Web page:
"(b) _current_ savings of those who can afford to do so immediately and the _current consumption_ of the vast majority who will need to cut back in the mid-term, assuming economic recovery.

Posted by: Amphigory | December 10, 2010 12:50 AM | Report abuse

Thank you very much! Here is my 2 cents, I just printed Coupons for free. You can print coupons before you shop by searching "Printapons" online

Posted by: Tonyaharris1 | December 10, 2010 2:43 AM | Report abuse

Ezra, before saying you "don't buy it," try learning the history of the program. You have no business sounding out your ignorant views on this subject. It's an outrage, and perhaps someday you'll become knowledgeable enough to understand why.

Posted by: urbanlegend | December 10, 2010 3:23 AM | Report abuse

Ezra Klein proposes that he is much smarter than FDR and other Democratic politicians. - Epic Fail.

Posted by: elemming | December 10, 2010 3:27 AM | Report abuse

Everything Allen W. Smith says here is false. Not one penny has been "diverted" into the general fund. Former professor Smith apparently does not comprehend the words, "Backed by the Full Faith and Credit of the United States Government."

That's a matter of law. It's totally irrelevant whether the securities are marketable on the general market or not. They have a certain customer that by law must pay them off when they come due -- i.e., when the money is needed to pay benefits. That customer is the United States Government. If it refuses to pay them off, it is defaulting on its obligations. The U.S. government will not default on its obligations.

Folks, the right wingers have been trying for three decades to scare you into believing you will never receive your Social Security. You will, if you make sure these dangerous people keep their filthy hands off the program.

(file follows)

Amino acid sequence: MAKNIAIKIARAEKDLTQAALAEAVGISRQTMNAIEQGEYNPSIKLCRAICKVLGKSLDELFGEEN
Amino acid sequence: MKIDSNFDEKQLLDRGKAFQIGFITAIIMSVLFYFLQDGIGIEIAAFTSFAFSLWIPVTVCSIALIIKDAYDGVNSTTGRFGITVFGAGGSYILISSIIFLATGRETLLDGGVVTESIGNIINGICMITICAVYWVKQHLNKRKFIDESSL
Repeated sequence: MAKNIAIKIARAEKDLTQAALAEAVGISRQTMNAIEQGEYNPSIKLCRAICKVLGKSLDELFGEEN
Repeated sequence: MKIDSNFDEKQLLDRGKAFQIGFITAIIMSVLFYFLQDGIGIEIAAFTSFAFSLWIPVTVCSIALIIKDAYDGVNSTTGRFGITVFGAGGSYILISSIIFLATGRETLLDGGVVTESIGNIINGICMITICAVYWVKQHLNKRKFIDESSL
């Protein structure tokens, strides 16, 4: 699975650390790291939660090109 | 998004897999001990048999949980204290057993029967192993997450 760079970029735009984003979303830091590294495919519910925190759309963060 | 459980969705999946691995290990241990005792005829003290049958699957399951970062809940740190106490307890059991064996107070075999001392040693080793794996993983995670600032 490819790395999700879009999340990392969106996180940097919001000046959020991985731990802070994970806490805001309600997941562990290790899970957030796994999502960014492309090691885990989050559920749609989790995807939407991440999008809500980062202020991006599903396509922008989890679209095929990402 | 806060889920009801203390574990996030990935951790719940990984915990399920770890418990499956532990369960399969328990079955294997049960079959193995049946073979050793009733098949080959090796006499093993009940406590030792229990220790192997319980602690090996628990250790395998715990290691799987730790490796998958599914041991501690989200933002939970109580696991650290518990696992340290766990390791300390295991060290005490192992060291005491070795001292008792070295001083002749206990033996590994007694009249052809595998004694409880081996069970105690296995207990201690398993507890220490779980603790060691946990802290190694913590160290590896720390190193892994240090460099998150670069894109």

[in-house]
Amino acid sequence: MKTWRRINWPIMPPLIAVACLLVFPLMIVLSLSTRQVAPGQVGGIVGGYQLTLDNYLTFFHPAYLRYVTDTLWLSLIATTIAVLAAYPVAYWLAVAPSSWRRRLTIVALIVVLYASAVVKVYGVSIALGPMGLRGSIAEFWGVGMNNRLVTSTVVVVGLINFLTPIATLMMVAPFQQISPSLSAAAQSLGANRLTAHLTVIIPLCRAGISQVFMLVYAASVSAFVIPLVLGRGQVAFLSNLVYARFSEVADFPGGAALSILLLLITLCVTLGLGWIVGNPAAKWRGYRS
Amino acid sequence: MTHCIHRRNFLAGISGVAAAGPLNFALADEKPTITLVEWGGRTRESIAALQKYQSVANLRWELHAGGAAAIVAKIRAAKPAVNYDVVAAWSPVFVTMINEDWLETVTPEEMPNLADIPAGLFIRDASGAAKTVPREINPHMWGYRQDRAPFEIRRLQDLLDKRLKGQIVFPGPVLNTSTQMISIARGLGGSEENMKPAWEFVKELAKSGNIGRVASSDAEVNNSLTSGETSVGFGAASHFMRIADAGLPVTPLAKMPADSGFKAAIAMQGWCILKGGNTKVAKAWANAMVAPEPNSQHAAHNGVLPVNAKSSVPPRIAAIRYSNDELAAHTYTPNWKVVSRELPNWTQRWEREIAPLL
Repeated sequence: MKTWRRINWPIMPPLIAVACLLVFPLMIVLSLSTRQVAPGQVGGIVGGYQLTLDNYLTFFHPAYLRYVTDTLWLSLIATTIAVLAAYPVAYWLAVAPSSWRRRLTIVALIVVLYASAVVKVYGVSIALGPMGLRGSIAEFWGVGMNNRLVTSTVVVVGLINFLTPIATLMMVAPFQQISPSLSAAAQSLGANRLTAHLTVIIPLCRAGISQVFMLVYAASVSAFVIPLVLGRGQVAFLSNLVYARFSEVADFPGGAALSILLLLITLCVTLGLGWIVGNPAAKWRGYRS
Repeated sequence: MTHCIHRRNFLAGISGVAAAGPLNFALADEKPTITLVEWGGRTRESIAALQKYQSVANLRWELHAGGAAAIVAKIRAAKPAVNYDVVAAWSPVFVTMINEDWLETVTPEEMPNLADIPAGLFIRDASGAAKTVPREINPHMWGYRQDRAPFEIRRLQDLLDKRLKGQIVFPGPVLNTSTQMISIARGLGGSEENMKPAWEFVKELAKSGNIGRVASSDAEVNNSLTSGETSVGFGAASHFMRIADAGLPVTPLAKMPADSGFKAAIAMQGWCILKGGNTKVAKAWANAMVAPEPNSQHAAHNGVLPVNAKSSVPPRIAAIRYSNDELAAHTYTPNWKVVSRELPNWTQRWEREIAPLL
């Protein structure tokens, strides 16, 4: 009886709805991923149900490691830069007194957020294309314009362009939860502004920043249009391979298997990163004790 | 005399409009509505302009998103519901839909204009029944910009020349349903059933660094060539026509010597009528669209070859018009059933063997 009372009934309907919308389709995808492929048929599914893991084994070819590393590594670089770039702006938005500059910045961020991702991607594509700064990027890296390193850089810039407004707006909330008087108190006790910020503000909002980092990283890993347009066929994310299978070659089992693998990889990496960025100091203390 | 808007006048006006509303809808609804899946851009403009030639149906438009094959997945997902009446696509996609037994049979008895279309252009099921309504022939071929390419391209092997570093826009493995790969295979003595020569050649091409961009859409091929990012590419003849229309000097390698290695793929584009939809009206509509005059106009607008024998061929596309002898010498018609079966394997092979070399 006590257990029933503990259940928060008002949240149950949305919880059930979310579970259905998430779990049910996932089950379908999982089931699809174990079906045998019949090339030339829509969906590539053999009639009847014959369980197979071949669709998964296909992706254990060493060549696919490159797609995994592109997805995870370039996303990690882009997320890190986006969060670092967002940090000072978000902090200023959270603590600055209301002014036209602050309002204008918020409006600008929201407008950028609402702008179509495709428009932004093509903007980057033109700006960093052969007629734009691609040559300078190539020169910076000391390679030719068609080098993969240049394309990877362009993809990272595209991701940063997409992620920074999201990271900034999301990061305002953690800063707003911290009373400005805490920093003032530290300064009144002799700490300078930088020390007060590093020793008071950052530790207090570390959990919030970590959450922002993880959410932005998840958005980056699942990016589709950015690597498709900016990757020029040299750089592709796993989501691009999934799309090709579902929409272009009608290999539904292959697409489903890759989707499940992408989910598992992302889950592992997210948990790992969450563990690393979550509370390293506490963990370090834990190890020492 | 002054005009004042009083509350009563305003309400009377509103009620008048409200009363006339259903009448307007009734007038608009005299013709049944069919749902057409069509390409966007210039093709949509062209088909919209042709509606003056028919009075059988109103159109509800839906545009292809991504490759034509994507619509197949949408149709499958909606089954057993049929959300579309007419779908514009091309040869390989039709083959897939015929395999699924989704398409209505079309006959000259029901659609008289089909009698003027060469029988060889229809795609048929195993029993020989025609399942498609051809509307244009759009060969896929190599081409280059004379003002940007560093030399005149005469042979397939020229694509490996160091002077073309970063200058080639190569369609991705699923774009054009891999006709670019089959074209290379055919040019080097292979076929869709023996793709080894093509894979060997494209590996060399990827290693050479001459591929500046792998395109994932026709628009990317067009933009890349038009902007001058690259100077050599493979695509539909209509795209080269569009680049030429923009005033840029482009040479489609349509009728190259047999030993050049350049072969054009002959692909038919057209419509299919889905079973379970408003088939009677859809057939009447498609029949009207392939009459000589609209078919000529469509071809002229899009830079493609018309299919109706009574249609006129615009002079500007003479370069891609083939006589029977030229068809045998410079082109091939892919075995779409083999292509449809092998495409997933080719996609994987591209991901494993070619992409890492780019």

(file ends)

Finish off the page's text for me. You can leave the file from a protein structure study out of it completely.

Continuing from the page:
Posted by: urbanlegend | December 10, 2010 3:34 AM | Report abuse

Wow - you took a position where Liberals may disagree with you! How brave. I'm impressed. Next you may even disagree with Obama.

Posted by: marknelso | December 10, 2010 7:01 AM | Report abuse

Wow - you took a position where Liberals may disagree with you! How brave. I'm impressed. Next you may even disagree with Obama.

Posted by: marknelso | December 10, 2010 7:01 AM | Report abuse

Its incredible. We are in a period where governments around the world are bending over backward to make sure all kinds of private debt gets repaid in full (think AIG), yet it is possible that the US government will not repay the amounts borrowed from the social security trust fund since the Greenspan reforms of the 1980's. Interesting how only some promises need to be kept. Also, repaying the trust fund should come from increasing the tax on the wealthy. Asking the middle class to pay taxes to repay social security will mean that they have paid twice -- once thru their payroll taxes and now their regular taxes. That can't be the solution.

Posted by: steveds1 | December 10, 2010 9:34 AM | Report abuse

A jew speaks. Hilarious.

Posted by: elg6 | December 10, 2010 5:42 PM | Report abuse


That's disgusting.

Is anyone at the Post paying attention? Why is this comment still on the site?

Posted by: ML777 | December 10, 2010 8:12 PM | Report abuse

To understand replacing SS taxes with General Fund taxes you need to understand how this opens up the way for "means testing".
In Britain this has resulted in a populace who believe it is useless to save for retirement because the government will means test you to the point where you have to spend your savings before you are entitled to collect on government retirement plans.
So, they mostly don't save.
Read the article and some of the comments following and you will understand what I am saying here.

Posted by: CSainte | December 11, 2010 4:41 PM | Report abuse